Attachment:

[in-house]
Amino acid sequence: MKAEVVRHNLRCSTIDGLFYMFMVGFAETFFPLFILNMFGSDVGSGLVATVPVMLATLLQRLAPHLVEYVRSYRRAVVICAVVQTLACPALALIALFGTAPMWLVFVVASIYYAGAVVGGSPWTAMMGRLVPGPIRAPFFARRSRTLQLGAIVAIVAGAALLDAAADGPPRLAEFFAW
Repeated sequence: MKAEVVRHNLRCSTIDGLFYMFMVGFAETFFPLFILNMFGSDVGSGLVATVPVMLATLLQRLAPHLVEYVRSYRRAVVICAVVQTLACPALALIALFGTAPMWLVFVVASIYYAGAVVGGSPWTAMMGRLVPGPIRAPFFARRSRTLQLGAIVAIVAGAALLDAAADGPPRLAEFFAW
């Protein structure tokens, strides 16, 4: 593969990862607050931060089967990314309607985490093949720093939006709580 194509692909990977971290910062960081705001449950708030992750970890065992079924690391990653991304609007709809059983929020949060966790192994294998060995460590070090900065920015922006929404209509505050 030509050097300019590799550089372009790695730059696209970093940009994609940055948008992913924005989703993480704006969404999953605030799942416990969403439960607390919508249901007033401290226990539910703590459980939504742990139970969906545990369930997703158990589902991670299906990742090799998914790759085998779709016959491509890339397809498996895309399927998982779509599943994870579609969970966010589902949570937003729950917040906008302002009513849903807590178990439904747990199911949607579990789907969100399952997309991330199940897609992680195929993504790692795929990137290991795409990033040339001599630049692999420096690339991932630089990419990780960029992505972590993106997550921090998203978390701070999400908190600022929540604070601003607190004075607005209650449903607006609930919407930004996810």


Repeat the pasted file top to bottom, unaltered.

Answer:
[in-house]
Amino acid sequence: MKAEVVRHNLRCSTIDGLFYMFMVGFAETFFPLFILNMFGSDVGSGLVATVPVMLATLLQRLAPHLVEYVRSYRRAVVICAVVQTLACPALALIALFGTAPMWLVFVVASIYYAGAVVGGSPWTAMMGRLVPGPIRAPFFARRSRTLQLGAIVAIVAGAALLDAAADGPPRLAEFFAW
Repeated sequence: MKAEVVRHNLRCSTIDGLFYMFMVGFAETFFPLFILNMFGSDVGSGLVATVPVMLATLLQRLAPHLVEYVRSYRRAVVICAVVQTLACPALALIALFGTAPMWLVFVVASIYYAGAVVGGSPWTAMMGRLVPGPIRAPFFARRSRTLQLGAIVAIVAGAALLDAAADGPPRLAEFFAW
């Protein structure tokens, strides 16, 4: 593969990862607050931060089967990314309607985490093949720093939006709580 194509692909990977971290910062960081705001449950708030992750970890065992079924690391990653991304609007709809059983929020949060966790192994294998060995460590070090900065920015922006929404209509505050 030509050097300019590799550089372009790695730059696209970093940009994609940055948008992913924005989703993480704006969404999953605030799942416990969403439960607390919508249901007033401290226990539910703590459980939504742990139970969906545990369930997703158990589902991670299906990742090799998914790759085998779709016959491509890339397809498996895309399927998982779509599943994870579609969970966010589902949570937003729950917040906008302002009513849903807590178990439904747990199911949607579990789907969100399952997309991330199940897609992680195929993504790692795929990137290991795409990033040339001599630049692999420096690339991932630089990419990780960029992505972590993106997550921090998203978390701070999400908190600022929540604070601003607190004075607005209650449903607006609930919407930004996810």